The morning after Missouri Gov. Eric Greitens announced he was resigning, Republican U.S. Senate hopeful Josh Hawley was in Springfield highlighting his endorsement from the political arm of Missouri Right to Life, the state’s top anti-abortion group.
The attorney general’s apparent aim was to reach out to social conservatives – and quickly change the subject from the political cloud that Greitens’ sex scandal has cast over Missouri Republicans for months.
That move fits in with the advice offered by former state Republican Party chairman John Hancock.
“There’s no question but that a lot of the grassroots were divided on how they felt about things,” Hancock said. “So I think Job One for candidates is to get the base to coalesce and unite.”
Missouri Democrats have a similar task. But a debate already is underway on how hard to continue to hammer away at Greitens’ missteps.
St. Louis Mayor Lyda Krewson, for example, touched off a Twitter frenzy over her initial Tweet posted within minutes after Greitens’ news conference in Jefferson City:
I thank the governor for his service. I know this was a hard decision. My hope is that we get back to working for the people and doing the business of the state.— Mayor Lyda Krewson (@LydaKrewson) May 29, 2018
Critics swiftly blasted the mayor for being tone-deaf about the gravity of Greitens’ alleged misdeeds. Among other things, he had been accused of invasion of privacy by taking a semi-nude photo of a woman with whom he was having an affair without her permission
The blow-back against Krewson was so heavy that she felt compelled to explain herself by sending out a series of more tweets.
It is said that the road to hell is paved with good intention. Yesterday, I posted a tweet intended to begin the healing needed from inexcusable, embarrassing, and disgusting actions of Governor Eric Greitens. It was well intended but missed the mark! (1/4)— Mayor Lyda Krewson (@LydaKrewson) May 30, 2018
I probably should have left civility at the door and said, thank goodness Governor Greitens got the message that violating the trust of his family, his supporters, his staff and the voters is inexcusable. I should have said, it’s about time and overdue. (2/4)— Mayor Lyda Krewson (@LydaKrewson) May 30, 2018
But I considered the victims—the woman whom he assaulted - is wife and children - his many supporters who believed in him - and the people of the State of Missouri, who rightly expected that their Governor would comport himself honorably. (3/4)— Mayor Lyda Krewson (@LydaKrewson) May 30, 2018
Let there be no doubt, I condemn Eric Greitens behavior. I do not celebrate his downfall, but I am hopeful that we can begin a new chapter with Governor Mike Parson. (4/4)— Mayor Lyda Krewson (@LydaKrewson) May 30, 2018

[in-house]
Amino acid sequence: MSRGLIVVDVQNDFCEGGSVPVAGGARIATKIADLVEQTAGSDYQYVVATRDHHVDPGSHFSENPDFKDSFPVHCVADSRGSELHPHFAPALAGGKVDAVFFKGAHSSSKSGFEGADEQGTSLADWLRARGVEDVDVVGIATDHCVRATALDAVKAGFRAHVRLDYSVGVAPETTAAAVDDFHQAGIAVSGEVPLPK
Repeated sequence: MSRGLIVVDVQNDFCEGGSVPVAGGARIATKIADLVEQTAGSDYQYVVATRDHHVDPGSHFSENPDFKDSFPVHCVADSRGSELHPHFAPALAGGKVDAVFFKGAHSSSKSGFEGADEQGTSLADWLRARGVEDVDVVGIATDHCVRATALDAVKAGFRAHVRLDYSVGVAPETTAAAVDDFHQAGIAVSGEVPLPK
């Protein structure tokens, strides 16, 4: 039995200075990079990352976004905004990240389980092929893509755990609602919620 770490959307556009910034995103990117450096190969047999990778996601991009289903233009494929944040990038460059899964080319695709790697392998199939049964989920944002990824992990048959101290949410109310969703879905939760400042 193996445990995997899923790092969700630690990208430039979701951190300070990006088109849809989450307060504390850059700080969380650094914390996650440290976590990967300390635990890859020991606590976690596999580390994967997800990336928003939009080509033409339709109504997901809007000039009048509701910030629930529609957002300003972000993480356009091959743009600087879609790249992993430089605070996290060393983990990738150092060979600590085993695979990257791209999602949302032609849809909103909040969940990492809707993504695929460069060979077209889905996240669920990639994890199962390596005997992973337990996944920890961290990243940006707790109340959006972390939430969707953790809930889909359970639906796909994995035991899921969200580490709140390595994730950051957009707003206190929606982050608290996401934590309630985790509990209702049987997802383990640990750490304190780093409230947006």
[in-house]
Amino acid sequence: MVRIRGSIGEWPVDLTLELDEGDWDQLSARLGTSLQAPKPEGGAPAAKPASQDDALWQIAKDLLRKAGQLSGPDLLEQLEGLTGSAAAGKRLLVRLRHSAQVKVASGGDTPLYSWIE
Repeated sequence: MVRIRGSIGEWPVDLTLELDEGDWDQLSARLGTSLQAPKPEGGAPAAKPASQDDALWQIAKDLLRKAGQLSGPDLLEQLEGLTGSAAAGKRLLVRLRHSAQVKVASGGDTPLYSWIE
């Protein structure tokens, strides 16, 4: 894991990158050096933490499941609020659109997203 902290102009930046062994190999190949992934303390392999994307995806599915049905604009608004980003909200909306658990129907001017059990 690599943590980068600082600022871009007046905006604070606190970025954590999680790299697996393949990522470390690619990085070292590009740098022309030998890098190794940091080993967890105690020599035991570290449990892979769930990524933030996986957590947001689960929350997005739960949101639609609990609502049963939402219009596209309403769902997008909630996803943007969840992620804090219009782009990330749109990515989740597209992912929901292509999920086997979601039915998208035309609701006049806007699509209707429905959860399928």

Such episodes, by Krewson and Hawley, exemplify some of the challenges for Missouri candidates and politicians as they shift into a post-Greitens political world.
At least that’s the opinion of Dave Robertson, head of the political science department at the University of Missouri-St. Louis.
“Republicans face the danger of overlooking the permanent scars that Greitens left on their political party,’’ Robertson said.
“Democrats risk the assumption that Greitens left nothing but scars.”
Senate race back in spotlight
The chief target of national and state Republicans in Missouri is U.S. Sen. Claire McCaskill, the state’s top remaining Democrat. Hancock said her survival, or defeat, could well determine which party controls the U.S. Senate in 2019.
McCaskill has accused Hawley of being too soft in his office’s own investigations of Greitens. Hawley, in turn, has asserted that she’s talked of little else.
Although outside pro-McCaskill groups are still running ads against Hawley that try to link him to Greitens, the senator herself has sought to promote other topics – notably healthcare and veterans issues – in her recent appearances around the state.
The two are likely to resume their disagreements on certain social issues – notably access to abortion and contraception – in the coming weeks.
And top national figures in both parties are stopping by.
McCaskill recently enjoyed a supportive visit by fellow Sen. Cory Booker of New Jersey.
Hawley, meanwhile, recently got some campaign help from Sen. Tom Cotton, a Republican from Arkansas.
And the attorney general may be about to get another boost from President Donald Trump, who headlined a fundraiser in Frontenac in March for Hawley. The New York Times reports that Missouri is among six states on Trump’s summer tour that backed him in 2016, but have Democrats in the U.S. Senate.
Follow Jo on Twitter: @jmannies